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16th Mar 2022

‘He started boxing my leg!’ – Sean O’Brien on training ground scraps with Johnny Sexton

Patrick McCarry

“He’d infuriate you, that way.”

Johnny Sexton and Sean O’Brien are two lads that want the very, very best. They are two lads that will not hesitate in demanding it either.

If that leads to a couple of slaps being thrown, some harsh words being said or Andy Farrell having to tell them to “cool it”, it is all water under the bridge. Eventually. Both men know they are just pushing the buttons that need pushing to stay at the top.

Anyone that has trained and played with Sexton will tell you how he drives the standards for province and country. Anyone that watched a British & Irish Lions DVD [particularly the 2017 tour] will have seen the training ground rushes of Sexton barking and prompting.

On House of Rugby [LISTEN from 23:30 below], Sean O’Brien hilariously recalled a training ground scrap he had with Johnny Sexton during the 2019 Six Nations, and the message the outhalf sent him, later that day.

Johnny Sexton

Johnny Sexton is now in his penultimate Six Nations campaign, having confirmed he will hang up his boots after the 2023 World Cup. Having played with the 36-year-old for a dozen years, before his move to London Irish, Sean O’Brien knows how much he will be missed when he retires.

“He is totally invested in what he does,” he says. “He’s going to be a loss to Irish rugby and Leinster. The legacy he is going to leave behind is going to be incredible, for those younger boys coming through. It’ll be a sad day when he hangs up his boots.”

Asked by co-host Alex Goode if Sexton had ever ‘put it up to you, or gone hard at you, for getting something wrong’, a wide grin crossed O’Brien’s face.

“He definitely has. He’s had lots of cuts off me, over the years. Some of them probably justified, and some of them not.” O’Brien continued:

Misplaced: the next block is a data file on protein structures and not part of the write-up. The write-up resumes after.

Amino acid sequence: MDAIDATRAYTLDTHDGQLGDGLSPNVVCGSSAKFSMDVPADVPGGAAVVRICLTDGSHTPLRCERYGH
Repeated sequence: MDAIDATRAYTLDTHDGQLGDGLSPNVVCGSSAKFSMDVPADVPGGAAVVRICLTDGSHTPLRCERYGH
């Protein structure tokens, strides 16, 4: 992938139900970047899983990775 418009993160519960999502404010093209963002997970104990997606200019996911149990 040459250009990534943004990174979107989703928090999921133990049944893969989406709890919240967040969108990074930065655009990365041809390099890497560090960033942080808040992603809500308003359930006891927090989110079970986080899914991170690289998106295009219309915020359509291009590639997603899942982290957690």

“We had one, before I left Ireland and leading up to that last Six Nations [2019] I played. I remember being on the opposite team, in training. I was obviously disappointed that I wasn’t starting that week [against England].

“We were only after talking about the referee, and making sure we roll away properly. And the first tackle Johnny went into, he was trapped on the wrong side. I put my leg over him. Now, I didn’t actually lean my leg on him, but he thought I did. I remember him grabbing my shin, and he started boxing my leg!

“He threw two slaps at my leg. I grabbed him by the collar, he was still on the ground and we were yapping at each other, going away. And the whole training session, he kept yapping at me. I didn’t really talk back to him that much – I was laughing at him, going around. But afterwards, he was place-kicking and he was still talking to me, giving me loads of guff.

“I remember, after it, I lost my head. I was so upset, after it. I went back to my room, at Carton House, and I was welling up. I was angry, like. I said, ‘This f***er now, he’s after having a right pop off me, for no reason’.

“Then he sent me a peace sign, later that night!

“He’d infuriate you, at times, but it was all about… because we had said, ‘Make sure your discipline is spot-on’, and he got caught in there, he hated that.”

O’Brien recalls Andy Farrell, who was then assistant coach under Joe Schmidt, approaching him during that fractious training session and saying – “‘Just settle down, will ya? Leave it, leave it, leave it’, because I was fired up and he was fired up.”

Away from the training drills, analysis sessions, run-throughs and matches, O’Brien and Sexton are good friends.

“Off the field,” he says, “everyone thinks he is this grumpy guy, because he looks that way all the time. But he’s not. Johnny is great company, great craic, great fella on the beer and a great family man.”

He also hosts a mean teammates shin-dig at his place, with O’Brien often taking the headline spot for entertainment and tunes.